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Taiwan prisoners stitching mask and join the fight against coronavirus

Behind the barbed wire-topped fences of Taipei Prison, a small group of inmates are hunched over clacking sewing machines, working overtime to churn out face masks amid the COVID-19 outbreak.

Usually the men would be making prison uniforms in the bright-lit sewing factory in the city of Taoyuan.

But after the coronavirus spread to Taiwan they switched to making masks, putting together some 52,000 face coverings since mid-February. Sporting a grey face mask himself, a 50-year-old inmate surnamed Yuh said he was keeping his family close to heart as he worked.

"When they came to see me, they said it was very difficult to buy face mask out there. I said to them 'Daddy is making face masks here, and that maybe you will have the benefit and the opportunity to use it'," he told AFP.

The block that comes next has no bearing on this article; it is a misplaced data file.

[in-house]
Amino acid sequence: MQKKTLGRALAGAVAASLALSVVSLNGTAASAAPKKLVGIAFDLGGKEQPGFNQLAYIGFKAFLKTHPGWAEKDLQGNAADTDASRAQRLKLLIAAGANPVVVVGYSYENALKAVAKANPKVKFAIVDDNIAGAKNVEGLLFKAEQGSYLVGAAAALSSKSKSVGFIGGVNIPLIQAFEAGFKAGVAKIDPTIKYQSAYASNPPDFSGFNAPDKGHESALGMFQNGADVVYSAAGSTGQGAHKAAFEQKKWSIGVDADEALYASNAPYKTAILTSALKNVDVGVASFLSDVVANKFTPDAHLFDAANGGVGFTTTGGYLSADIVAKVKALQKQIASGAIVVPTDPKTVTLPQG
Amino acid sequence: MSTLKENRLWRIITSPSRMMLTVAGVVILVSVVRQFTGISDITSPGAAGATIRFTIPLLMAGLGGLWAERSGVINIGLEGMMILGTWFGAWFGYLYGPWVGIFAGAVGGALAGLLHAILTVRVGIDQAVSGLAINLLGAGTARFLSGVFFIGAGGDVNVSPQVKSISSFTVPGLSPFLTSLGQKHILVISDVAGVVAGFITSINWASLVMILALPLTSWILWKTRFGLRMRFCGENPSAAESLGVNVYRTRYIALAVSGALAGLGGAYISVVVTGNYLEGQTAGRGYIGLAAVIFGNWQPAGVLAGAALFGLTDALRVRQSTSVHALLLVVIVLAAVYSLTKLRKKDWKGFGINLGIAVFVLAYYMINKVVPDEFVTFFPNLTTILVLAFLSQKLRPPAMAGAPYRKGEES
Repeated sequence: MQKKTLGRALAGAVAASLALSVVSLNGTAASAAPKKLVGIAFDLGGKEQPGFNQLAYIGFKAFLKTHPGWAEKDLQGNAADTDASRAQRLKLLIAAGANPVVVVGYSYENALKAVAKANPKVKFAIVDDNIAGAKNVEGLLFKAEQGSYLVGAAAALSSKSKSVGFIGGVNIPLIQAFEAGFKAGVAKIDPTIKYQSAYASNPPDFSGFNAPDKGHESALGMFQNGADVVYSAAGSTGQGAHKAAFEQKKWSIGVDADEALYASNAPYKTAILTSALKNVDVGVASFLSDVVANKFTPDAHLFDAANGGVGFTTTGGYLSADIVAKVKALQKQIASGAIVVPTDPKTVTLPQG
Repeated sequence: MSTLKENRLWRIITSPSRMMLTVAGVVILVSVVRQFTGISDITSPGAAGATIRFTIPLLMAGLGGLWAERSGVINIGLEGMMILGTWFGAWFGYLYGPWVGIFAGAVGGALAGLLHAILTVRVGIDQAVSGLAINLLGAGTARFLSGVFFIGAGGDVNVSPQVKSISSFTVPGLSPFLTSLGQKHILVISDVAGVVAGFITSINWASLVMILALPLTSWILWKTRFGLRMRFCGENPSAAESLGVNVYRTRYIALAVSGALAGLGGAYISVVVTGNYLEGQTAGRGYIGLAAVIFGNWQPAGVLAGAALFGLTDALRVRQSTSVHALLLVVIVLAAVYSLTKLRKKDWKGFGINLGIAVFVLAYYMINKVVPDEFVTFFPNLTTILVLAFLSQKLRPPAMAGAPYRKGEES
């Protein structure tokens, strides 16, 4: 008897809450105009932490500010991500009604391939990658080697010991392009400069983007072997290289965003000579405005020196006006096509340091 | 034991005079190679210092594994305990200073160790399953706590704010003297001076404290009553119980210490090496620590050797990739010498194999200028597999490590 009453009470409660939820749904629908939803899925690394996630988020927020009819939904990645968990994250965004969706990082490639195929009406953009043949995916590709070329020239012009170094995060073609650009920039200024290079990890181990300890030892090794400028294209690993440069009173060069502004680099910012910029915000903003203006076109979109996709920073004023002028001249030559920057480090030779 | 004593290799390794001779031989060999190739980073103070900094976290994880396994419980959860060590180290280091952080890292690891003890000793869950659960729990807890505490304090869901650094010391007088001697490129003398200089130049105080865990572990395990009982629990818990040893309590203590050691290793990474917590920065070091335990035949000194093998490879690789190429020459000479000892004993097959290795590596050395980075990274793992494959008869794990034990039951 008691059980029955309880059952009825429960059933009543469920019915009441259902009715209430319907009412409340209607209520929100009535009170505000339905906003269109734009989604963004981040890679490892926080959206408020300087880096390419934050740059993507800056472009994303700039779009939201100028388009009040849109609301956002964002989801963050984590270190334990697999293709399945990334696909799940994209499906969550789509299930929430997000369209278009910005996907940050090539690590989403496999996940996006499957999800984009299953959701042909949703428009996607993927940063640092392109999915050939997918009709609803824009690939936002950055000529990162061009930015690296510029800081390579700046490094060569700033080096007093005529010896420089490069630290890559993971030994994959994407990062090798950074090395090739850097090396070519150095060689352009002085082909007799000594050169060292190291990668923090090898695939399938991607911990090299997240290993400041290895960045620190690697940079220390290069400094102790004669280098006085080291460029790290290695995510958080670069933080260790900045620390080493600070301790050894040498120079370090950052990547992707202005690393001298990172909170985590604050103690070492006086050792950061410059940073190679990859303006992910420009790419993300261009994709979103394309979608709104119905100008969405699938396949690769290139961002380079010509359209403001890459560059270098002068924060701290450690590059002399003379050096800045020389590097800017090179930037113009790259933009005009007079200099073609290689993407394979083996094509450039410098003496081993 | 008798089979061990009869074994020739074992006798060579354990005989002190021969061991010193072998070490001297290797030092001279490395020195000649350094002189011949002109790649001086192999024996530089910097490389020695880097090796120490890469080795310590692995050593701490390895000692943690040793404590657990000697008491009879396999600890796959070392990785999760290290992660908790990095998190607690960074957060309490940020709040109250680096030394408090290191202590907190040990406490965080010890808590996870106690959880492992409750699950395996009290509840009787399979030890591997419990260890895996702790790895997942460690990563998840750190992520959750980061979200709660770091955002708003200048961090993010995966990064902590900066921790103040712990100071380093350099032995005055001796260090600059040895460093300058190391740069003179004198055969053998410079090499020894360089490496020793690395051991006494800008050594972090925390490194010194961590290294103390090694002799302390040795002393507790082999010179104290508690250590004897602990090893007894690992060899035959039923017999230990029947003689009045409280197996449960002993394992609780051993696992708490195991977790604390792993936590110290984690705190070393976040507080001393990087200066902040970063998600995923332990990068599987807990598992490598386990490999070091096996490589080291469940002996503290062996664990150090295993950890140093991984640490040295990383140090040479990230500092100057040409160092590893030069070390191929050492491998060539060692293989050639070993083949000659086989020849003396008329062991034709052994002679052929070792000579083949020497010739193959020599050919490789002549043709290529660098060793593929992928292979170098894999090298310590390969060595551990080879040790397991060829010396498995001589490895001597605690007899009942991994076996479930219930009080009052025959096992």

"Every time I sew face masks, I think to myself that it can bring some security to my family."

Yuh is currently ten years into a 23-year sentence for possession of drugs and firearms.

"This little face mask not only lets us contribute to society, it also gives us self-esteem," he said.

The inmates - who have volunteered for the job - work quickly with machines they have clearly come to know well.

After stitching the fabric with the sewing machines, they carefully trim the masks with small scissors before ironing and packaging them. Taiwan's prisons routinely employ prisoners to make products from food to garments and soaps.

The programmes are designed to teach inmates practical skills as well as raise funds for victim compensation and the improvement of facilities.

The masks are sold for around NT$25 (US$0.83) each and the inmates are paid a small wage which they can spend within the prison.

(Source: AFP News)


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